Hmmm…interesting. It is pretty unlikely that they’ll win. I presume they’re using 10 micrograms/L as the water limit. Yet the International Organisation of Vine and Wine’s (OIV) maximum residue limit for arsenic in wine is 200 mcg/L. The US is not an OIV member, but still, as an international standard it should carry weight in a US court given that the US does not have its own limits for wine.
Arsenic in water, wine, food, is well known and fairly well documented in the scientific literature and regulatory documents (e.g., Codex Alimentarius). The real scandal is that limits are high. I’d be more worried about arsenic in grape juice and apple juice and the exposure for kids, as these levels tend to be as high or higher than wine.
Almost sure that this deals with lower-end wines made from inexpensive San Joaquin Valley fruit. That area has had issues for many years with elevated levels of arsenic in the soil and groundwater, as well as nitrates and other substances. It’s a significant health concern for those who live in the area and depend on groundwater sources for their drinking water.
You drink more water than wine. Well, hopefully, or arsenic may not be your biggest issue. So, countries and organizations that have set standards for levels in wine have tended to set them higher than standards for drinking water.
That doesn’t mean we shouldn’t try to identify and mitigate sources of arsenic, just as was previously done for lead.
The article did not note the levels recorded. When the limits for water are set it is based upon long term exposure and large quantities, much greater than the volume of wine most of us consume. Also keep in mind that the current limit is 10 parts per billion but up until 2006 the acceptable level was 50 ppb.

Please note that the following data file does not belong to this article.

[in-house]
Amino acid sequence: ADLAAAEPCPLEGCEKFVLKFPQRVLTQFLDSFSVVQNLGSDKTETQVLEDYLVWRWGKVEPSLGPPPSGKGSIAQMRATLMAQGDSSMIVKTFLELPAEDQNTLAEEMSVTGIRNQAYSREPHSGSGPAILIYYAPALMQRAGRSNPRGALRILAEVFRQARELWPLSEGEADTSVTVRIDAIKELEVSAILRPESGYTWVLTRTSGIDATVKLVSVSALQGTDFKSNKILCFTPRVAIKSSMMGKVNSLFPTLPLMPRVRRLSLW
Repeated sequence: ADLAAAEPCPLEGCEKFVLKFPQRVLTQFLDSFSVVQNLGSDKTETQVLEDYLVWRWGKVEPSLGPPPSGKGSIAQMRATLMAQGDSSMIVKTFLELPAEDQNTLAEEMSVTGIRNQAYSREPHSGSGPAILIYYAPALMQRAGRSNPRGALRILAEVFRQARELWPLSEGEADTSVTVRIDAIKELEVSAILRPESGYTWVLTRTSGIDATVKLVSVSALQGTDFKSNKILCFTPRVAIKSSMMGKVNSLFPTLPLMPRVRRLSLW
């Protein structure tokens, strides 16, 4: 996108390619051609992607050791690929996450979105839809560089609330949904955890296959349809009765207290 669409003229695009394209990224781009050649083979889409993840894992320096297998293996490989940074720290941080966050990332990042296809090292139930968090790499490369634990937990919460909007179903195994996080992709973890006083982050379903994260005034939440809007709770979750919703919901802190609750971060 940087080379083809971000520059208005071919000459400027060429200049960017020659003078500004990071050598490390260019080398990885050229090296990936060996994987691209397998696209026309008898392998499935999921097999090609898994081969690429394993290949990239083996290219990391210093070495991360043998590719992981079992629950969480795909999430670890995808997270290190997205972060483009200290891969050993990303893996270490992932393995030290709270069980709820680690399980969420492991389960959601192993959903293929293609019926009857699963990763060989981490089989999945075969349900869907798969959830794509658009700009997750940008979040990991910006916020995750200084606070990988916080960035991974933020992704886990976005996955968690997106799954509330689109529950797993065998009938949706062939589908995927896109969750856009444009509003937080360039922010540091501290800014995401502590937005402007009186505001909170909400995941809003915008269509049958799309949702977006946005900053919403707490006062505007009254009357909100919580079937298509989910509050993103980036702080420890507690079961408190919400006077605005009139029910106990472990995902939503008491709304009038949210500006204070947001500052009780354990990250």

IMO, The arsenic story is totally missing the larger issue of the what the hell is going on with the CA water supply. It’s a shame that a story about ‘poisoned’ wine is more news worthy than the long term impact of drought and unsustainable agricultural practices. Boogles the mind…
The lawsuit names several large companies, including TWG, Treasury Wine Estates, Trinchero, Fetzer Vineyards and Bronco, following claims that a Denver laboratory found inorganic arsenic in 83 brands, including Franzia, Sutter Home, Concannon, Wine Cube, Beringer, Flipflop, Fetzer, Korbel, Almaden, Trapiche, Cupcake, Smoking Loon and Charles Shaw.
“Almost all of them are $10 or less, and the vast majority of those are under $5,” said lawyer Brian Kabateck, whose firm is one of three bringing the suit, at a press conference today after the complaint was filed in the Superior Court of California’s Los Angeles branch. “The consumer may be spending less than $5 for a bottle of wine, but they may be paying with their health in the long run. These are very serious allegations that we’re raising against the wine industry.”
From this and a couple of other things I’ve ready, it doesn’t seem like this would be a significant issue for wine consumers - and certainly not with the wines that Berserkers tend to drink. But as mentioned above, arsenic and nitrates remain an issue in drinking water for some in the San Joaquin Valley, including many lower-income farmworkers.
The only one of those I have tasted in the last month is Acronym, which is notable only in not being an acronym, kind of the opposite of NBI. The wine, and I use the term loosely, resembled Apothic Red, but done with cheaper material. One sip, one spit at a supermarket wine tasting. I don’t think I was poisoned. I was also given a box of Bandit, but I “accidentally” left it unopened at a place we were staying.
Consumer Reports wrote recently that a lot of rice from Texas has very high levels of arsenic, presumably for the same reason (quality of irrigation water). The California rices they tested didn’t show particularly high levels.